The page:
There are several underlying components that influence legible handwriting. Below, we’ve broken down the different components of handwriting and included strategies for supporting these skills:


  1. Proximal stability: Students need to have control over their core or proximal parts of their body, in order to be able to control the distal parts of their body (i.e. wrist and hand muscles). Because of this, difficulty with postural control can impact fine motor skills. You can work on improving proximal stability through weight-bearing activities, such as animal walks (i.e. crab walk, bear walk, etc.). Further, your student may benefit from use of a slant board or writing on a wall to stabilize their arm in a neutral position and facilitate wrist control while writing.
  2. Fine motor control: Students need to have strong wrist and finger muscles to assume a functional tripod grasp (thumb, index, and middle fingers) with an open web space between their thumb and the palm of their hand. You can work on this skill by stringing beads on pipe cleaners or string, crumpling tissue paper, and manipulating resistive putty.
  3. Spatial Awareness: Students must be able to appropriately determine line placement of letters, letter sizing, and spacing between words, and spacing between letters within the same word. Every time they pick the pencil up, they have to figure out where to put it down in space. Visual supports such as a presenting visual model for text or the use of adapted paper (highlighted, lined, or graph paper) can help with this.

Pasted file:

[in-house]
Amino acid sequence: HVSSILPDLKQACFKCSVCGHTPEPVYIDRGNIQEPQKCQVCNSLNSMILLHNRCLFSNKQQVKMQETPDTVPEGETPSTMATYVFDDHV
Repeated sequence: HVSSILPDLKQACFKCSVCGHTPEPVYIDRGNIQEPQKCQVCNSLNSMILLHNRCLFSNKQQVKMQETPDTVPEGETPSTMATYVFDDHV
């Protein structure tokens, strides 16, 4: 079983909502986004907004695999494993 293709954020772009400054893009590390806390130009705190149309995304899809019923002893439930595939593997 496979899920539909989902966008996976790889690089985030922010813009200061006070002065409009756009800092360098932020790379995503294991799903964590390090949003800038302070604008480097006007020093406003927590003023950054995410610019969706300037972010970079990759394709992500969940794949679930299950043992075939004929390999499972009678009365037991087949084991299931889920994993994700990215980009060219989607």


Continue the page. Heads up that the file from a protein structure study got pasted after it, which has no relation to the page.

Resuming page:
4. Letter formation: Does your student begin writing letters from the bottom of the line or sequence them from right to left? These strategies are inefficient and will lead to slower writing as they move through school. Optimal writing sequencing for printed letters follows a top-down, left-right pattern. Students need to practice top-down and left-right letter sequencing to promote efficient handwriting and prevent letter reversals. You can work on this skill via iPad or phone applications, with tacs in a corkboard, or with different tactile mediums such as play doh, sand, or shaving cream. Some students may benefit from being given a visual for starting points for each letter. Check out the Handwriting Without Tears curriculum for more information on appropriate letter formation (
  5. Force Discrimination: Is your student pressing their pencil to the paper so lightly that you can barely read their writing? Are they pressing so hard that they fatigue quickly or rip the paper? Force discrimination is the ability to determine the appropriate amount of pressure to use. For handwriting , this requires accurate interpretation of tactile and proprioceptive feedback. Ways to work on force discrimination include shading activities with pencils or crayons, or trialing a weighted pencil grip.